Forex trends: US and European political risks remain
The US dollar started to weaken earlier this year after President Trump said there needed to be a dollar correction. This bearish trend continued in February. The Chinese yuan, on the other hand, has mainly traded in a sideways range since February.
In economic terms, there have been no major change in growth trends in either the US or China. In China, recovery has continued, while the US economy has maintained a path of gradual expansion. The consensus view is that by the end of June, the US/China interest rate differential will narrow, with the yuan weakening against the dollar, although there are likely to be widespread reverberations from European and US politics. The yuan is forecast to trade in a range of 6.5-7.1 yuan against the dollar in the second quarter of the year.
Currency pair trends
The yuan peaked at 6.856 against the dollar in February – based on spot rates from the China Foreign Exchange Trading Center – and its trough was 6.887. It closed the month at 6.869, a marginal 0.3% increase against the dollar vs the previous month. The yuan’s reference rate also moved in a narrow range. The peak for the month was 6.846, and its trough was 6.890. It ended the month at 6.8750. Against the Japanese yen, the yuan strengthened slightly. The JPY/CNY exchange rate was 16.38 at the end of January, and 16.43 at the end of February (+0.6%).
Looking at world currencies, the euro fell against the US dollar in February, against the backdrop of a weaker dollar in general. With political debate heating up around the French presidential elections, the euro fell 1.7% against the US dollar over the month. The Japanese yen climbed 0.6% against the dollar, with the Russian ruble up 2.9%, the Korean won up 2.8%, and the Indian rupee up 1.7%.
The People's Bank of China has had controls in place on the yuan since early last year to stabilize it against key global currencies. It has diluted the role of the dollar within its currency basket and has upgraded the yuan’s correlation with the European euro (the second largest component of the currency basket after the US dollar). The yuan is not a particularly volatile currency. However, its movements have become more aligned with the euro in recent months. This trend was particularly evident in February.
Given the direction of the monetary policy in the US, and the fact that the economy continues to grow steadily, there appears to be ample scope for additional rate hikes during the current forecasting period.
Meanwhile, in China, the housing bubble remains an issue as the economy picks up. The government is taking steps to control this, and to manage a slowdown in the economy. However, the risk is that if the Chinese authorities were to raise rates to stop the renminbi decline, that could prompt a housing collapse. Therefore the likelihood that China raises rates in the near future seems minimal.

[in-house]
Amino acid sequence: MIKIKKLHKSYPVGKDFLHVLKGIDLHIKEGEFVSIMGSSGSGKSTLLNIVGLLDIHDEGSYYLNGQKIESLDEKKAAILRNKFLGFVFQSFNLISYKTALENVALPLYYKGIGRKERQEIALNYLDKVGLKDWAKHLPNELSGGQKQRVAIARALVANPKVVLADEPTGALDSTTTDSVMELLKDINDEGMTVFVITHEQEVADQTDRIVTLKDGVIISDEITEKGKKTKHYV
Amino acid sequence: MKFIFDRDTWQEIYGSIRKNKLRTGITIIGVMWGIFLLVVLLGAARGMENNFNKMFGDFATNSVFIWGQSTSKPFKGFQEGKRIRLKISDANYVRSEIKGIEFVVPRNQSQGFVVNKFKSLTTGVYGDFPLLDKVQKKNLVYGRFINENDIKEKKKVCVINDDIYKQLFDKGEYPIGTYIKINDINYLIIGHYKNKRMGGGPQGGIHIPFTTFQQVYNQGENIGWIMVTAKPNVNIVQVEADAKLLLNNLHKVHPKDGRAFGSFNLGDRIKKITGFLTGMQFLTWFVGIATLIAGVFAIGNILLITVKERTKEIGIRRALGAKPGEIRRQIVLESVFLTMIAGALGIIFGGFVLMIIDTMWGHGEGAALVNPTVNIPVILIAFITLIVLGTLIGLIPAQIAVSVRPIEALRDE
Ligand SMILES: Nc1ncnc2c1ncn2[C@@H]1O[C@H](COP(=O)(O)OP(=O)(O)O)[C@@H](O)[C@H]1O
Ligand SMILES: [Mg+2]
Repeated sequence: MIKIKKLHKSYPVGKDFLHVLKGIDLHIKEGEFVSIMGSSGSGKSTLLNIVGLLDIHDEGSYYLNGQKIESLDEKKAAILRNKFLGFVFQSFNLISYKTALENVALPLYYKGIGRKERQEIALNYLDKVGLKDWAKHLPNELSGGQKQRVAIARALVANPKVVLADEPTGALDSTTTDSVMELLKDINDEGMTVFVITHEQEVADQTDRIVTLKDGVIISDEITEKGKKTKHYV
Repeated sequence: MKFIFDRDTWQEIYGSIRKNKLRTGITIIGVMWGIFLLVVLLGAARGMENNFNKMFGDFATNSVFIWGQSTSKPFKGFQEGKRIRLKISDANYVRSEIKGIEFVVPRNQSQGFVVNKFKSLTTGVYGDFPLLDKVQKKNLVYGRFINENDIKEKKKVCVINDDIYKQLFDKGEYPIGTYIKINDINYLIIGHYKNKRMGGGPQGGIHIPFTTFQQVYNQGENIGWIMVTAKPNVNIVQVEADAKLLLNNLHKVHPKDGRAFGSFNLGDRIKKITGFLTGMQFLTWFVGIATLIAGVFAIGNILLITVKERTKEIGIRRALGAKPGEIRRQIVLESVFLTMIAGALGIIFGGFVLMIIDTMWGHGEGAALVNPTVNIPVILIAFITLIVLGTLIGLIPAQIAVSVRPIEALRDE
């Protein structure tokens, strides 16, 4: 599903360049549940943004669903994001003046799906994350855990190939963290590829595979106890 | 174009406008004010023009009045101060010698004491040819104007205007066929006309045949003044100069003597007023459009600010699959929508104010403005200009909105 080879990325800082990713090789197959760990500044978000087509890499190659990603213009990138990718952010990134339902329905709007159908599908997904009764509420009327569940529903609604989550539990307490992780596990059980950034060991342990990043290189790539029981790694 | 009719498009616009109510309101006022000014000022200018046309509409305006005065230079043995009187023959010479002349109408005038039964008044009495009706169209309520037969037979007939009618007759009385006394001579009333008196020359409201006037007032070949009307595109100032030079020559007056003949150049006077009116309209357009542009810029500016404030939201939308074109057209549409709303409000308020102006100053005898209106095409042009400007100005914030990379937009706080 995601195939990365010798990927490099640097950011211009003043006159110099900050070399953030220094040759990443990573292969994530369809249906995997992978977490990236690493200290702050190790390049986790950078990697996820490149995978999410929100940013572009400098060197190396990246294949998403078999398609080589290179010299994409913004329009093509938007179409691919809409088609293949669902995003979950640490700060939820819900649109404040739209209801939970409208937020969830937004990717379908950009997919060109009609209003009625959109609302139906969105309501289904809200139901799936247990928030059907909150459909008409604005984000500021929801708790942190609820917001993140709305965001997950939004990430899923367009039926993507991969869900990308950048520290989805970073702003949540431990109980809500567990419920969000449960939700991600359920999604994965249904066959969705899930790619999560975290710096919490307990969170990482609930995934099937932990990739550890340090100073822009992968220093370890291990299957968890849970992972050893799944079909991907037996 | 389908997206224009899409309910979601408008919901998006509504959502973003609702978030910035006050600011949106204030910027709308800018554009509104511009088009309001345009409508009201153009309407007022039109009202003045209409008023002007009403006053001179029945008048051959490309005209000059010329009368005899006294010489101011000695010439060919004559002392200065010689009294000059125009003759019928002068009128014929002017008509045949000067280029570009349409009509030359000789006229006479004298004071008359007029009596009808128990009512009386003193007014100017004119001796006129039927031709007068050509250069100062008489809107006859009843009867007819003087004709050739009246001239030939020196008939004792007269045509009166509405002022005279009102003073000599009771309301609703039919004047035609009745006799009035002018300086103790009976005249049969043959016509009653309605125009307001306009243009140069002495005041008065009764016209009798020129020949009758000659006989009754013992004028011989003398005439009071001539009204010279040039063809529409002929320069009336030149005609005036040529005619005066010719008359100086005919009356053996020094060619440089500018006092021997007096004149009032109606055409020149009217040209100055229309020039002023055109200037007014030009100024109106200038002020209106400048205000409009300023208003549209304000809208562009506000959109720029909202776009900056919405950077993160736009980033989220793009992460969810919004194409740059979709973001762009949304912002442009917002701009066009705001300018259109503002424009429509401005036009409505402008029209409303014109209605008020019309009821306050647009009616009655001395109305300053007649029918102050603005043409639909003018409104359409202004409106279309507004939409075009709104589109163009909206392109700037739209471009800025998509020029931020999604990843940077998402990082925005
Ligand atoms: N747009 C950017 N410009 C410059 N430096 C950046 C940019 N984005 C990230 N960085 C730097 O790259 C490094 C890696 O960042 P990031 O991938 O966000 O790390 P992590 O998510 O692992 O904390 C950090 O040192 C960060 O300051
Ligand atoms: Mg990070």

With the environment favoring a stronger dollar and weaker yuan, it seems reasonable to anticipate that the differential between US and Chinese interest rates narrows. Notwithstanding this, the possibility of action by the Trump administration to correct dollar strength remains, with the US government’s fiscal policy still uncertain. President Trump's administrative policy speech advocated the expansion of defense spending, higher infrastructure investment, and cuts to corporate taxes and personal income tax. These expectations have been discounted in the stock market. However, it is not yet clear how the government plans to secure the funds needed for this investment.
Although the more optimistic expectations about these spending promises have been tempered as the dollar has fallen, there is still a possibility that, as political divisions continue to emerge in the US Congress, the currency comes under further pressure.
In Europe, political risk remains a key factor. The outcomes of the recent elections in the Netherlands and in France may suggest that momentum behind populism is slowing, but the Euro remains highly sensitive to political sentiment. Any event which damages confidence in the Euro (for instance, adverse sentiment around the Brexit negotiations between the UK and the EU) could trigger a possible move to dollar parity with the Euro.
Political trends in the United States and Europe can have a wider impact on the Chinese currency.
In China, at the National People's Congress (NPC) in March, the authorities set their 2017 growth target at "around 6.5%, or higher if possible." The leadership’s focus is on mitigating risk and ensuring stability ahead of the five yearly leadership transition this year. This projection was a slight downgrade compared to last year’s growth projection of “6.5% to 7%”, but was broadly in line with economists’ expectations. Hence the impact on the Chinese currency was limited.